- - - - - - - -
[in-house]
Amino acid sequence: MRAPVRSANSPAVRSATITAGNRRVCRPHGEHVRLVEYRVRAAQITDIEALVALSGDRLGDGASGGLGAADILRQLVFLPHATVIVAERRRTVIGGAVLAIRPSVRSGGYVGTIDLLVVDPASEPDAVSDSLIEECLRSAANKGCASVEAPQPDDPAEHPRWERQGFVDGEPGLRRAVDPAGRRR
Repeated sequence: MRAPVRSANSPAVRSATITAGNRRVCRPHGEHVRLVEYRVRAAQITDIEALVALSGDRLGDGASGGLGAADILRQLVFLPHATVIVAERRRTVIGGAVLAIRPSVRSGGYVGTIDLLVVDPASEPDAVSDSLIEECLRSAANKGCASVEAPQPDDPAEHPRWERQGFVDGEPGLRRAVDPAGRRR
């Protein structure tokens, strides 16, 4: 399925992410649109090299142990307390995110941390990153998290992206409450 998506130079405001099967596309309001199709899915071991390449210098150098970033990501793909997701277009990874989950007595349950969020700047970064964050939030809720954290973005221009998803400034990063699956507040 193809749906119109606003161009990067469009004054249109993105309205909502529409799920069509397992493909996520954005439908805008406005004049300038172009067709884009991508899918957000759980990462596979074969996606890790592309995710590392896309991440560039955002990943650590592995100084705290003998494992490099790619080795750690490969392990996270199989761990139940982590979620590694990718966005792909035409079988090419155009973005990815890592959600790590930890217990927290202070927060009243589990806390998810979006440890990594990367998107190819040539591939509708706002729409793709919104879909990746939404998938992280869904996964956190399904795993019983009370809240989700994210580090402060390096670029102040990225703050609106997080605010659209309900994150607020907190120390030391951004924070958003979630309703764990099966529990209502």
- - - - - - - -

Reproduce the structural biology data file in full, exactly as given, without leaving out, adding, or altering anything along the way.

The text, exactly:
[in-house]
Amino acid sequence: MRAPVRSANSPAVRSATITAGNRRVCRPHGEHVRLVEYRVRAAQITDIEALVALSGDRLGDGASGGLGAADILRQLVFLPHATVIVAERRRTVIGGAVLAIRPSVRSGGYVGTIDLLVVDPASEPDAVSDSLIEECLRSAANKGCASVEAPQPDDPAEHPRWERQGFVDGEPGLRRAVDPAGRRR
Repeated sequence: MRAPVRSANSPAVRSATITAGNRRVCRPHGEHVRLVEYRVRAAQITDIEALVALSGDRLGDGASGGLGAADILRQLVFLPHATVIVAERRRTVIGGAVLAIRPSVRSGGYVGTIDLLVVDPASEPDAVSDSLIEECLRSAANKGCASVEAPQPDDPAEHPRWERQGFVDGEPGLRRAVDPAGRRR
């Protein structure tokens, strides 16, 4: 399925992410649109090299142990307390995110941390990153998290992206409450 998506130079405001099967596309309001199709899915071991390449210098150098970033990501793909997701277009990874989950007595349950969020700047970064964050939030809720954290973005221009998803400034990063699956507040 193809749906119109606003161009990067469009004054249109993105309205909502529409799920069509397992493909996520954005439908805008406005004049300038172009067709884009991508899918957000759980990462596979074969996606890790592309995710590392896309991440560039955002990943650590592995100084705290003998494992490099790619080795750690490969392990996270199989761990139940982590979620590694990718966005792909035409079988090419155009973005990815890592959600790590930890217990927290202070927060009243589990806390998810979006440890990594990367998107190819040539591939509708706002729409793709919104879909990746939404998938992280869904996964956190399904795993019983009370809240989700994210580090402060390096670029102040990225703050609106997080605010659209309900994150607020907190120390030391951004924070958003979630309703764990099966529990209502």